Great numbers of Sakhas or schools of interpretation of the Vedas arose — many hundreds in the interpretation of the Sama-Veda alone. Some accounts say there were between one and two thousand of these Sama-Vedic Sakhas with their clash of argument and opinion. Compare this with modern Christianity which can only boast of three or four hundred different sects.

Above the babel arose the voices of some of their greatest Rishis challenging the people to loyalty and faithfulness. "If a man gives up his own customs and performs others whether out of ignorance or covetousness, he will fall and be destroyed," they said. In a broader sense the Buddha said: "Respect the religion of other men; be true to your own."

The Sastras are constituted mainly of works on Law, though the word Sastra simply means book. It is applied to the body of books on Law — all kinds of law, divine and human, sacred and profane, ritualistic and domestic. In the Sastras group are also included a few books of other character.

The Puranas and the Upanishads constitute a distinct advance on all other Brahmanical literature, being profoundly philosophical and religious and occultly scientific. The Puranas are supposed to have been eighteen in number, although none, with the possible exception of the Vishnu-Purana, exists today in any approach to a perfect form.

The Upanishads are variously given as having been 108 or 150 in number. They are essays of lofty religious, philosophical, and metaphysical character which form the basis of the most enlightened faith of India. They explain the essential nature and spirit of the universe, and, like the Puranas, treat of the character and nature of the gods; of their bringing the manifested universe into being by the process of ideation and emanation; of the cyclic course of evolution of the universe and everything therein contained. The idea is that every manifested thing, visible and invisible, from elemental and atom to solar system, from men even to the gods themselves, all evolve, not by chance nor by blind mathematical or mechanistic law, but by inherent energy guided by intelligence; and the manner and details of this evolution are poetically, allegorically, or philosophically described.

The Rishis of this later and more advanced date distinctly pointed out that there are two Paths as trodden by men of different grades of evolutionary development, both of which should be known and understood: they are the Higher Path and the Lower Path, or the Slower Path. The latter is the path trodden by the great majority of men; by the good citizen who discharges his duties in the world and is bound by earthly attachments, as well as the man who is bound by devotion to the creeds and forms of religion, such as the ceremonies and sacrifices prescribed by the Vedas, or the dead letter of any religion. The followers of religion take a long winding course of evolution. The Higher Path is the Chela Path, trodden by the strongest and noblest of men. It is a path of self-determined and rapid evolution, motivated by impersonal and all-pervading love and thoughtfulness for the welfare of others. It is the path of the inner light which leads to Self-knowledge, Atma-Vidya, and to Divine Wisdom, Brahma-Vidya.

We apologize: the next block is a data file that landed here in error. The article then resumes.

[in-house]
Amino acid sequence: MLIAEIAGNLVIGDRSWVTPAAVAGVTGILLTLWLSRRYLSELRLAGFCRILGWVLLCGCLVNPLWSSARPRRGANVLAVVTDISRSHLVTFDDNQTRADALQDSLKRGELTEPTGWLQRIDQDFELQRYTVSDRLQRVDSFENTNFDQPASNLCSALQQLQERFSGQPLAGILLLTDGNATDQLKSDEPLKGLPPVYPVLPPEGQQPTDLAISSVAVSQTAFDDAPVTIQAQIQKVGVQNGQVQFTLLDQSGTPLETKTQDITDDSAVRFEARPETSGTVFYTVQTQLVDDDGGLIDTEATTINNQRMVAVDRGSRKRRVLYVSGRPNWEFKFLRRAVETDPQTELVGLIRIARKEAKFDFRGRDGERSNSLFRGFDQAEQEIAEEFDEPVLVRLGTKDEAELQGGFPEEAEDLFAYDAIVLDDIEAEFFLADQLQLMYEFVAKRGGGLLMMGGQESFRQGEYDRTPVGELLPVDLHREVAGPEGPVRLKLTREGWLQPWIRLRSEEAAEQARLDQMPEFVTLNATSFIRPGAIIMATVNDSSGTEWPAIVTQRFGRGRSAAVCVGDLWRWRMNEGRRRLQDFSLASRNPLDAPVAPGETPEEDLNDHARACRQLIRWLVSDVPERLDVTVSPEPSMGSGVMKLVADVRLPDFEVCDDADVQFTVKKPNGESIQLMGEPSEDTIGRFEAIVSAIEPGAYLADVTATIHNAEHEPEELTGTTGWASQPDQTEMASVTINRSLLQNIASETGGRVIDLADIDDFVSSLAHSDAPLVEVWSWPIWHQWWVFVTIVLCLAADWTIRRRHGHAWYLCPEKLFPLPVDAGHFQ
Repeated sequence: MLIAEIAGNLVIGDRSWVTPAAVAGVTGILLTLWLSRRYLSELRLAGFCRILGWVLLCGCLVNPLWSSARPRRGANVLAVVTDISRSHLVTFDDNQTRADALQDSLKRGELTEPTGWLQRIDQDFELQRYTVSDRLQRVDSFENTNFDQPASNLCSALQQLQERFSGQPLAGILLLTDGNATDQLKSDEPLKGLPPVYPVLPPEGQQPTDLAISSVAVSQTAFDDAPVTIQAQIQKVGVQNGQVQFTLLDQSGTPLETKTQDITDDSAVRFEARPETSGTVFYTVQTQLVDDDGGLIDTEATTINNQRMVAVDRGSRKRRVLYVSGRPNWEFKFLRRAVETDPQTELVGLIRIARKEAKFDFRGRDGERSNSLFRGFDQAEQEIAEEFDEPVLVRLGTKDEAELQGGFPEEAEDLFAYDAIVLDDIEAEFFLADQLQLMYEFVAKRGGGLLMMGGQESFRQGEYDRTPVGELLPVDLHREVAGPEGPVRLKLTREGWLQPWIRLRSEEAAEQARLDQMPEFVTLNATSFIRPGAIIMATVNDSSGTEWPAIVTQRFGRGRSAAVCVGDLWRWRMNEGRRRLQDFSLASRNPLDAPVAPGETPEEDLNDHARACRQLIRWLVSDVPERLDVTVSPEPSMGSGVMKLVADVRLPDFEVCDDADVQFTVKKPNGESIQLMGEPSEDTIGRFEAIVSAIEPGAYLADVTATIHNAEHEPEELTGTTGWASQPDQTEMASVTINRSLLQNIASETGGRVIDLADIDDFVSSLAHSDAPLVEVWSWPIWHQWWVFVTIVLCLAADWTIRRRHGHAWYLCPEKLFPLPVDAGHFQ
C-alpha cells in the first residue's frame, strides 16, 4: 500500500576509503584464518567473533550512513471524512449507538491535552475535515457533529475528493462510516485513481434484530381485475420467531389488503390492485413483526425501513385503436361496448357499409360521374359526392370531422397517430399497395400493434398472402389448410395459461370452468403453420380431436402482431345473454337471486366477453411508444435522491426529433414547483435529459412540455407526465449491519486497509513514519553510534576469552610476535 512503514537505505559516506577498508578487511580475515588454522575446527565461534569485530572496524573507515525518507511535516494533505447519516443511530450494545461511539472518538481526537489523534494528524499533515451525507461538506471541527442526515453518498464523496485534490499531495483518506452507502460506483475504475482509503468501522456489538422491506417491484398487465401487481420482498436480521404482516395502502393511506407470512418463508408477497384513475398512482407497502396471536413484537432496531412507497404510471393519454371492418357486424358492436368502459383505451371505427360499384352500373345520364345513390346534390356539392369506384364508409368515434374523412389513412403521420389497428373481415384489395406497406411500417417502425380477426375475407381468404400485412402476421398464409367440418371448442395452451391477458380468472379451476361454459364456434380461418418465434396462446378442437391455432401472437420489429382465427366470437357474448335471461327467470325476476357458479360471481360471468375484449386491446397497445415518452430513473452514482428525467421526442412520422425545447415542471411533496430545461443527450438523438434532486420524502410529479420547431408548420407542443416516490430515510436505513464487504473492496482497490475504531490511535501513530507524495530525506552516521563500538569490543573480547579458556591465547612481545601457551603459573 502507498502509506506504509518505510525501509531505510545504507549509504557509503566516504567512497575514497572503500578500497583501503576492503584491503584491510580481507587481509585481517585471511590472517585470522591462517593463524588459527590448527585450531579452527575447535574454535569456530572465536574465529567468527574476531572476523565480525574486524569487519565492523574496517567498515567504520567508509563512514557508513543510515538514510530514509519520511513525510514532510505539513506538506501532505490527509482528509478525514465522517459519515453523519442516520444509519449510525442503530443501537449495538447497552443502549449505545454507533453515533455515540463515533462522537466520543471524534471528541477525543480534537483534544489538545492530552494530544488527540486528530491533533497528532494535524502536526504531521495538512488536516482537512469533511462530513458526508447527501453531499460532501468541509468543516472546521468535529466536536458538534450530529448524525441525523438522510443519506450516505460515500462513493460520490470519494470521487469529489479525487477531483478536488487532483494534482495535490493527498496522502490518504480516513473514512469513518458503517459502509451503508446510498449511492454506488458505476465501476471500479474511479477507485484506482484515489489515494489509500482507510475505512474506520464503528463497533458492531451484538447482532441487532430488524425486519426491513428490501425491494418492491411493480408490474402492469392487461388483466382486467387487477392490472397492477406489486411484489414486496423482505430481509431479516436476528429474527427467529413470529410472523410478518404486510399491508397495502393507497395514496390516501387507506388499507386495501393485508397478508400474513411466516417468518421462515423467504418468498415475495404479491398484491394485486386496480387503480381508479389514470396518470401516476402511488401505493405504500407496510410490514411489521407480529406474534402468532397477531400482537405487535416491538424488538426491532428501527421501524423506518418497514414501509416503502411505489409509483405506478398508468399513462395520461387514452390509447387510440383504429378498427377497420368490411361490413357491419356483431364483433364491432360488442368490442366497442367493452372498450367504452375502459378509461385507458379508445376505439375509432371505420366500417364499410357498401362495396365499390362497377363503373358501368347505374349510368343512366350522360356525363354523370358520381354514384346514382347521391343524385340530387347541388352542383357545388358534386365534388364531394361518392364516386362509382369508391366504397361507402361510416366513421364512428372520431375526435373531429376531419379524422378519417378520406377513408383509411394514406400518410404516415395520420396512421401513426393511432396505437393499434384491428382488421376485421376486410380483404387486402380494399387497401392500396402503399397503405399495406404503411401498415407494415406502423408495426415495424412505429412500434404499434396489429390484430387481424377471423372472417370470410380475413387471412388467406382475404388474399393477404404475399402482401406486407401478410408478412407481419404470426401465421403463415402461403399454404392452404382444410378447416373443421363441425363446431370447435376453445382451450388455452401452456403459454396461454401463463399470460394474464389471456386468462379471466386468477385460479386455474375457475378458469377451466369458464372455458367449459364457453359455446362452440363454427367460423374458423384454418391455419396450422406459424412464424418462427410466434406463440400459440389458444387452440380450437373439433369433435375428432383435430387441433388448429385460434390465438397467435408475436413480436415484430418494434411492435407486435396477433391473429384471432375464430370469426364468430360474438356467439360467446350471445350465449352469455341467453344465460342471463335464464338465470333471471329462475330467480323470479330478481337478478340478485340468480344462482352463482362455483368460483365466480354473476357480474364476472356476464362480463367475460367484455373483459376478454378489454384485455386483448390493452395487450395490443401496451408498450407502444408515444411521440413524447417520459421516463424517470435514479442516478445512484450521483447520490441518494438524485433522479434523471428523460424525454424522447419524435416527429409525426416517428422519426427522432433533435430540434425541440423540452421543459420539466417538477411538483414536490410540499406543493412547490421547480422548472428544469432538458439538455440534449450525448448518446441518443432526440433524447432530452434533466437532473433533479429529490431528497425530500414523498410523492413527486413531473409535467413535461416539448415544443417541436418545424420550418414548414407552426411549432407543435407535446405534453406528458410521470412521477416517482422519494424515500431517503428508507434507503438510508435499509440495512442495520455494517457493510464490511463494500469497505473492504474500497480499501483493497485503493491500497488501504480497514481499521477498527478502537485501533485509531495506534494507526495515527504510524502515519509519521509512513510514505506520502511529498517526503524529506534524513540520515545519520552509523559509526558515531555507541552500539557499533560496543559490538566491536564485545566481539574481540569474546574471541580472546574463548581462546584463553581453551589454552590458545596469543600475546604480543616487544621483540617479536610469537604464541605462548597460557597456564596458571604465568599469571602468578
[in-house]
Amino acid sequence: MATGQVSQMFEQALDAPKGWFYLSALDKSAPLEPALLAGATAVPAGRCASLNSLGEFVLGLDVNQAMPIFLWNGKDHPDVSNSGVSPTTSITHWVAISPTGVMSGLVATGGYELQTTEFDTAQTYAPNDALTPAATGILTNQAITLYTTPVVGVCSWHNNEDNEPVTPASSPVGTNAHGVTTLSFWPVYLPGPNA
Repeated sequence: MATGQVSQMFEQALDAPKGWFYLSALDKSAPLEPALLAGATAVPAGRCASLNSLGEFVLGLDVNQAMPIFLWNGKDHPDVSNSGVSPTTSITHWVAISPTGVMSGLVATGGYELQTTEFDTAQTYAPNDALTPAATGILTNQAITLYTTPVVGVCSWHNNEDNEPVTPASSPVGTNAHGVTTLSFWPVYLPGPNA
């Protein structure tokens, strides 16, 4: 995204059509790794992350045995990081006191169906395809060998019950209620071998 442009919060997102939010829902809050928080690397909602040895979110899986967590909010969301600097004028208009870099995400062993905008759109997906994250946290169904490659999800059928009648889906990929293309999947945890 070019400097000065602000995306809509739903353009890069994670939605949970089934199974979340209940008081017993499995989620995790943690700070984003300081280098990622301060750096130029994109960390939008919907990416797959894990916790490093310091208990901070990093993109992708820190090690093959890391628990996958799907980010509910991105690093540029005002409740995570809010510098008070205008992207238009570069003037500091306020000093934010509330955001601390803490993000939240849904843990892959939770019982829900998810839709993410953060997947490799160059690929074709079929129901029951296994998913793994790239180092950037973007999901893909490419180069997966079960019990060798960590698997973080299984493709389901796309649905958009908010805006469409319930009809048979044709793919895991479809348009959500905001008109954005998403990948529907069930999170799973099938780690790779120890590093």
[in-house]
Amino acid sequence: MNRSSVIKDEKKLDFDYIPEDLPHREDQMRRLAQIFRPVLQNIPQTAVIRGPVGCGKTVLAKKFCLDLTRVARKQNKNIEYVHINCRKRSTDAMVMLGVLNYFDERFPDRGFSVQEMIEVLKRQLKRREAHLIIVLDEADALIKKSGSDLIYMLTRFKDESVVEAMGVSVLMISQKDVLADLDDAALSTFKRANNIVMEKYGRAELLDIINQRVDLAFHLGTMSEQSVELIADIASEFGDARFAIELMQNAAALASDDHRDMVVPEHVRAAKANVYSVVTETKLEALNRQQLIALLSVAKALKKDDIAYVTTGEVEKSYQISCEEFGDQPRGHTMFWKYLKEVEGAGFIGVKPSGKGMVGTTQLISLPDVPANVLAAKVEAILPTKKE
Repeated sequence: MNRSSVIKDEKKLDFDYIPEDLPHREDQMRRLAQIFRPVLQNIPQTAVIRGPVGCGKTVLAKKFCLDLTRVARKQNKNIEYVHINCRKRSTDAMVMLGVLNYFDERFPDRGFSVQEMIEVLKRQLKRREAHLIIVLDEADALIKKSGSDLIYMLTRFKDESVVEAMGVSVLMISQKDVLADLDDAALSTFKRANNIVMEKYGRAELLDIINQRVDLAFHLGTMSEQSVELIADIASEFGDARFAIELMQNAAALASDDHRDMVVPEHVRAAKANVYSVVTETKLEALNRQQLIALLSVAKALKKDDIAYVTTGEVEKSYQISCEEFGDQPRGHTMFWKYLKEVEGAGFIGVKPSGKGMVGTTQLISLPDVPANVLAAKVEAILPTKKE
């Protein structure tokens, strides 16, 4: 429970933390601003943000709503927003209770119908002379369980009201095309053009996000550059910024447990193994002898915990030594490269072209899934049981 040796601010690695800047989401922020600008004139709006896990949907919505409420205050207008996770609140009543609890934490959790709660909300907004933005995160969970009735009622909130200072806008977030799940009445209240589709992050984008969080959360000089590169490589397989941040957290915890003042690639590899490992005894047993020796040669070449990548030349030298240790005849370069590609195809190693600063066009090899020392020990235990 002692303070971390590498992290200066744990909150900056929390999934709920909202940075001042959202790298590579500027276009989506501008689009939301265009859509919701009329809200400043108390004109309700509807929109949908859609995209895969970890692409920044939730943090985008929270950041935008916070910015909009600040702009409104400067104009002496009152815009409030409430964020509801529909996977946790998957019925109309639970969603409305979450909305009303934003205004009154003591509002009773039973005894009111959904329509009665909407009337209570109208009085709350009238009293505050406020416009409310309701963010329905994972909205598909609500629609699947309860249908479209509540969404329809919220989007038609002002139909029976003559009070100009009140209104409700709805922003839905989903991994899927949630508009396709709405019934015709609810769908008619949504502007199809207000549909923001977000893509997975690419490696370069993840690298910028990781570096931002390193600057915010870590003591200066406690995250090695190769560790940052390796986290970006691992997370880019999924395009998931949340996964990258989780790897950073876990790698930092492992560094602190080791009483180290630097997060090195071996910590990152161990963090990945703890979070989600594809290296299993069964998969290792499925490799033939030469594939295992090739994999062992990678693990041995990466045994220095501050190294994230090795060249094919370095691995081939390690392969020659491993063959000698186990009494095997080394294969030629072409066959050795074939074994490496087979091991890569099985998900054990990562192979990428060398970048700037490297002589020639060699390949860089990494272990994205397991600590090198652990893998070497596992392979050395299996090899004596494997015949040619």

The efflorescence of Brahmanical literature is called the Vedanta — which means the end or perfection of the Vedas, the highest form of Hindu thought.

There are three schools of the Vedanta: the Dwaita, or dualistic school; Adwaita, or the non-dualistic school; and the Visishta-adwaita, or modified non-dualistic school, which is somewhat between the other two. The Avatara, Sri Sankaracharya was the greatest expounder of the Adwaita school.

In the later Brahmanical literature the principal Vedic gods, Agni, Vayu, and Surya, are replaced by the more familiar trinity of gods, Brahma, Vishnu, and Siva. The word Brahma comes from the Sanskrit root brih, to expand. Brahma is the masculine supreme creative god of the universe. Vishnu, from the root vish, to pervade, is the all pervading and preserving principle of the cosmos. Siva is the god who destroys but to regenerate on a higher plane.

Philosophically speaking, Brahmanism, like the Esoteric Philosophy from which it sprang, is neither Monotheism nor Polytheism, Idealism nor Dualism, but contains and includes them all. In this philosophy Deity is both immanent and transcendent — Immanent because it pervades, animates and sustains the vast whole of the manifested universe; Transcendent because superior to and not dependent upon manifestation.

There is one fundamental divine principle and many manifestations; one Life, many lives; one Fire, many flames; one Thinker, many thoughts. The whole manifested universe is the thought and manifested thoughts of the hosts of Gods, an emanation of their essence, animated and sustained by the circulation of their life and vitality, and inspired and guided onward and upward by their wisdom.

In Brahmanism the creation, evolution, and dissolution of such universes follow each other in orderly, progressive succession, as day follows night. This progressive manifestation and dissolution of universes is poetically called "the days and nights of Brahma."

FOOTNOTE:

1. Varuna is the god of the Waters of Space, Akasa, Yama, the god of Death (return to text)